Residents of a small German town have been left outraged after its mayor suggested young girls “provoke” sexual harassment.
Jens Müller, Mayor of Bad Schlema, Saxony, made the comments at a council meeting last week, after a grandfather raised concerns young girls were being subject to harassment as they walked home from school, German newspaper FreiePresse reports.
The man, who has not been identified, claimed his granddaughter, who he said was in grade 10 at school (meaning she would be 15 or 16), had been a victim of such behaviour.
He said: “The girls have been harassed by the refugee children" as they walked to their physical education classes at school.
He raised further fears the harassment may increase when the girls wear less clothing in the summer months.
In response to the comments Mr Müller said: “That’s easy, just don’t provoke them and don’t walk in these areas.”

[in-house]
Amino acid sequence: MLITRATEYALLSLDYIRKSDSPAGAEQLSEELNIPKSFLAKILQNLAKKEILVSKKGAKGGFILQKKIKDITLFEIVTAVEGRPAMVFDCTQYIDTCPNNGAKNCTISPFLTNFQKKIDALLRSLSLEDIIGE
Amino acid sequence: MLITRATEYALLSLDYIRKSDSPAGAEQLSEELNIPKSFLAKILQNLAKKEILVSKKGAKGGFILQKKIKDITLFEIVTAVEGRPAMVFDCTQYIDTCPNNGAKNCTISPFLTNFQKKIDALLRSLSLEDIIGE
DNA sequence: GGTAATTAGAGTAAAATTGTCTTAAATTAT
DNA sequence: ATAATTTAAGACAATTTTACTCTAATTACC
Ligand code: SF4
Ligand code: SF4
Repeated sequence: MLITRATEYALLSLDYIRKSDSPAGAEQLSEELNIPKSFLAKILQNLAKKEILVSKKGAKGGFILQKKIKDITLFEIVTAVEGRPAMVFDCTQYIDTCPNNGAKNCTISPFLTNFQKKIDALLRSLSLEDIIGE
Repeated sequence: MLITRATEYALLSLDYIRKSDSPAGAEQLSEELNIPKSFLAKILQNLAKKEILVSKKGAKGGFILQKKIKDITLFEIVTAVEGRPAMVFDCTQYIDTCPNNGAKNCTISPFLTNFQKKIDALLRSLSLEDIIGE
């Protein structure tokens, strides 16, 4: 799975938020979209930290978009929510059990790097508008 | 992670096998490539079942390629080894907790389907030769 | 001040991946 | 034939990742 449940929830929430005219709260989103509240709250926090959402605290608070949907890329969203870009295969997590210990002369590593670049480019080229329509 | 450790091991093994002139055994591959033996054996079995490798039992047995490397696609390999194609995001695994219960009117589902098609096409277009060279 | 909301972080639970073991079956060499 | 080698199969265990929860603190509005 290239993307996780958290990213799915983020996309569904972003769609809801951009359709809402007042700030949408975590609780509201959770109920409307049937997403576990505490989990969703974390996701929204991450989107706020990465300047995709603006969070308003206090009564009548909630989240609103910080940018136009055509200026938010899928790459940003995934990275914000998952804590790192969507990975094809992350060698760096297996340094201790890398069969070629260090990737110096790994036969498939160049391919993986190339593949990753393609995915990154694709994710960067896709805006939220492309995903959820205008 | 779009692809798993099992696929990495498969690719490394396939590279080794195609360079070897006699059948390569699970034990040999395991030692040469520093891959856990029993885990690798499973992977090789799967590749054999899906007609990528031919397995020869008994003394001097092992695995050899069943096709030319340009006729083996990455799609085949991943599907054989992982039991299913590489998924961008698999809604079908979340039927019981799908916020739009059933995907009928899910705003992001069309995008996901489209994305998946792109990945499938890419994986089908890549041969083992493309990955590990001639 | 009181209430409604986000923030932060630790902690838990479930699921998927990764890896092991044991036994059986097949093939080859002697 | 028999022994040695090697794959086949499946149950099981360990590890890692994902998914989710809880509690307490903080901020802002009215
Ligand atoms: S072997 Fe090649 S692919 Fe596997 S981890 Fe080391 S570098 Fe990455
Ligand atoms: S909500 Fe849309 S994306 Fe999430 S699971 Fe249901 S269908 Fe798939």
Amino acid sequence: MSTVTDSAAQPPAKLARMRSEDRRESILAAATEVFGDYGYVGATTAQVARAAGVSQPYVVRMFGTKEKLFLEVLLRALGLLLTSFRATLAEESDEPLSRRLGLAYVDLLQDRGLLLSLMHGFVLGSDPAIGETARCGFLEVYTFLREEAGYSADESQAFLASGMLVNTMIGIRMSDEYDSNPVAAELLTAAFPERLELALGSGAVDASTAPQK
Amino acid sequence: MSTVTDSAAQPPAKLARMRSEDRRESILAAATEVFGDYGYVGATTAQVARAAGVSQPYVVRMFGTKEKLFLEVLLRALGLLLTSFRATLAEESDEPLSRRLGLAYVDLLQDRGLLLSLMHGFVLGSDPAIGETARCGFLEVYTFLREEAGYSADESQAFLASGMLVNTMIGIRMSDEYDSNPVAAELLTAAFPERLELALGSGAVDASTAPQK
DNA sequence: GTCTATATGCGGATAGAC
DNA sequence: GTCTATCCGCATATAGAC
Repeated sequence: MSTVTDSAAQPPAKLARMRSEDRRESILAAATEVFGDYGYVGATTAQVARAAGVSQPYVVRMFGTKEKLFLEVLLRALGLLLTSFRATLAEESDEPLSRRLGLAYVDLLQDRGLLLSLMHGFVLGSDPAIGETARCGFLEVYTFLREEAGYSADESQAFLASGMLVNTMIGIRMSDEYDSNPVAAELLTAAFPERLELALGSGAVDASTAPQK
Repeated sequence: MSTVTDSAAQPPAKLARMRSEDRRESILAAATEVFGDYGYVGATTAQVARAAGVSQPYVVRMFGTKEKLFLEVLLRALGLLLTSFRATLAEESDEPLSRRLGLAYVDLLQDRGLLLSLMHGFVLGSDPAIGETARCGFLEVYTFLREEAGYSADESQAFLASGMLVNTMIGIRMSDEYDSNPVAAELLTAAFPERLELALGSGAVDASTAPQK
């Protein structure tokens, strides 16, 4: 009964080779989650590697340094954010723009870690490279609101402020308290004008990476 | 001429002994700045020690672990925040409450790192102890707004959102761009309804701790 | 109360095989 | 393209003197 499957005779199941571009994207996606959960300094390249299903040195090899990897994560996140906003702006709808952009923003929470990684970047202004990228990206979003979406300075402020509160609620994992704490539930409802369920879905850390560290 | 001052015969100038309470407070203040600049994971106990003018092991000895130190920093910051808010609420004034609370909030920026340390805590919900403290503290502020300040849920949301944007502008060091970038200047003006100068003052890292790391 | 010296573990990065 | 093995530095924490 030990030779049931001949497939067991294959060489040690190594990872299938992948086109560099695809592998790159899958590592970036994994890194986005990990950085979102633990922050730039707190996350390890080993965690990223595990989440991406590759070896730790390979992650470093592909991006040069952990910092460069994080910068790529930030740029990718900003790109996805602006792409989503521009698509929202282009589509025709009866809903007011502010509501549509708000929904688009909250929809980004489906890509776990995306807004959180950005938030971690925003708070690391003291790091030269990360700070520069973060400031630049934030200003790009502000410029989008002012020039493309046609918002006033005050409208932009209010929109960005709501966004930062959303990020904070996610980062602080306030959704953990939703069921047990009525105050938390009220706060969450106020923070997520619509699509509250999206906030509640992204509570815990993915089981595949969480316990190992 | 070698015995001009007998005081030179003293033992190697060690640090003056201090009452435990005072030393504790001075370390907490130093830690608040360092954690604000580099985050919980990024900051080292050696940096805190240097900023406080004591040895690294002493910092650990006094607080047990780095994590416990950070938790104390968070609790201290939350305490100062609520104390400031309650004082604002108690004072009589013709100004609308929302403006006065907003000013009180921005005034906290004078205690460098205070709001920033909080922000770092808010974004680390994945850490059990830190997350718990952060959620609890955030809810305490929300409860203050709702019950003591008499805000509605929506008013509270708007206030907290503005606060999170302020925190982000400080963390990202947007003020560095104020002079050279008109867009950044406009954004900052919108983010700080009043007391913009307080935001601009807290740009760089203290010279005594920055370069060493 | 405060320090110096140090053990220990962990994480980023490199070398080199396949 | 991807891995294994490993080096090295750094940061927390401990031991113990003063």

“It’s technically not necessary for the girls to walk there,” he added. “There are alternative routes for going to school.”
The comments sparked outrage among residents who accused the mayor of focusing on the victims rather than the perpetrators.
Around 100 residents attended the meeting, according to FreiePresse, who reportedly attacked the mayor with boos and heckles following his remarks.
The atmosphere was allegedly so heated, Mr Müller threatened to call the police and told local media the response from the meeting was “scary".
One resident called on the mayor to resign after the comments saying, “What kind of mayor is this? He should step down”.
Another member of the meeting said, “Let’s all keep a metre distance – so easy,” referring to comments made by the Mayor of Cologne, who said women should maintain an arm’s length distance from strangers following the sexual attack of women by 1000 men in Cologne on New Year’s eve.
Cologne mayor, Henriette Reker, angered German citizens last month after suggesting women and girls should employ a “code of conduct” after the attacks.
The proposed code, which includes suggestions such as sticking within your own group and asking bystanders for help if you become the victim of an assault, was criticised for directing too much attention on the victims' behaviour rather than the people who performed the attack.Reuse content